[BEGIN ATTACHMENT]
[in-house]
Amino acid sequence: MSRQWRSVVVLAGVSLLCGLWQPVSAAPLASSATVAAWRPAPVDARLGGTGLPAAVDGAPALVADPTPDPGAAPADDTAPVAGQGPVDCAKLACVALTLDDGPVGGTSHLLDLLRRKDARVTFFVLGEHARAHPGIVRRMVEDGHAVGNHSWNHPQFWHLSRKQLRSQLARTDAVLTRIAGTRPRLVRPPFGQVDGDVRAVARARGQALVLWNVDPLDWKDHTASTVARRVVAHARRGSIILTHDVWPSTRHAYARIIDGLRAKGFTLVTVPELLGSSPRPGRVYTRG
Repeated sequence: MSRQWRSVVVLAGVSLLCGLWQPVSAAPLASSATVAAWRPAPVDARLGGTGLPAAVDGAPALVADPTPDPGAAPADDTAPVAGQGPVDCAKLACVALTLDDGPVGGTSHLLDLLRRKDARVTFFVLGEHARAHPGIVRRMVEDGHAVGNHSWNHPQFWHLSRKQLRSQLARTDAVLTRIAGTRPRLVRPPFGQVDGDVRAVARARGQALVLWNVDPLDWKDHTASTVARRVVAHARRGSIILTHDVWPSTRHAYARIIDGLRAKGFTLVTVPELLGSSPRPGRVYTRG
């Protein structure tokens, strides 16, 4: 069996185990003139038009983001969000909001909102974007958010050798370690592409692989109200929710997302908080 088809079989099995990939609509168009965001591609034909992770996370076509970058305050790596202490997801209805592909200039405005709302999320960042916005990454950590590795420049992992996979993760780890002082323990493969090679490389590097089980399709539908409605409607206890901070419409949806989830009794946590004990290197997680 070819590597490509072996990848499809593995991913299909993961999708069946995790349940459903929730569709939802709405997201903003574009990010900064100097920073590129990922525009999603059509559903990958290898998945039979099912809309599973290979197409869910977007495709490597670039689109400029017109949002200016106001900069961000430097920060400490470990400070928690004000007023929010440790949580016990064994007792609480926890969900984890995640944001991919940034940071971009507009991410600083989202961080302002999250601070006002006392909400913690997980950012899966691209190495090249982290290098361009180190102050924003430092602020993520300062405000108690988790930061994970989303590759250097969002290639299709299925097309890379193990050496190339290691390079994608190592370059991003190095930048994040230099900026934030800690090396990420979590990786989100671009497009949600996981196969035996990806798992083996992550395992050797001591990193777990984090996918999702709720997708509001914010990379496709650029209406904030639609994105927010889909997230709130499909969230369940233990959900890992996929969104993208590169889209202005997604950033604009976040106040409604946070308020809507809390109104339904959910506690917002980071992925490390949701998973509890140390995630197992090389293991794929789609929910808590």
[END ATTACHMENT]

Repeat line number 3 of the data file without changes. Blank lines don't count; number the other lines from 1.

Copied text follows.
Repeated sequence: MSRQWRSVVVLAGVSLLCGLWQPVSAAPLASSATVAAWRPAPVDARLGGTGLPAAVDGAPALVADPTPDPGAAPADDTAPVAGQGPVDCAKLACVALTLDDGPVGGTSHLLDLLRRKDARVTFFVLGEHARAHPGIVRRMVEDGHAVGNHSWNHPQFWHLSRKQLRSQLARTDAVLTRIAGTRPRLVRPPFGQVDGDVRAVARARGQALVLWNVDPLDWKDHTASTVARRVVAHARRGSIILTHDVWPSTRHAYARIIDGLRAKGFTLVTVPELLGSSPRPGRVYTRG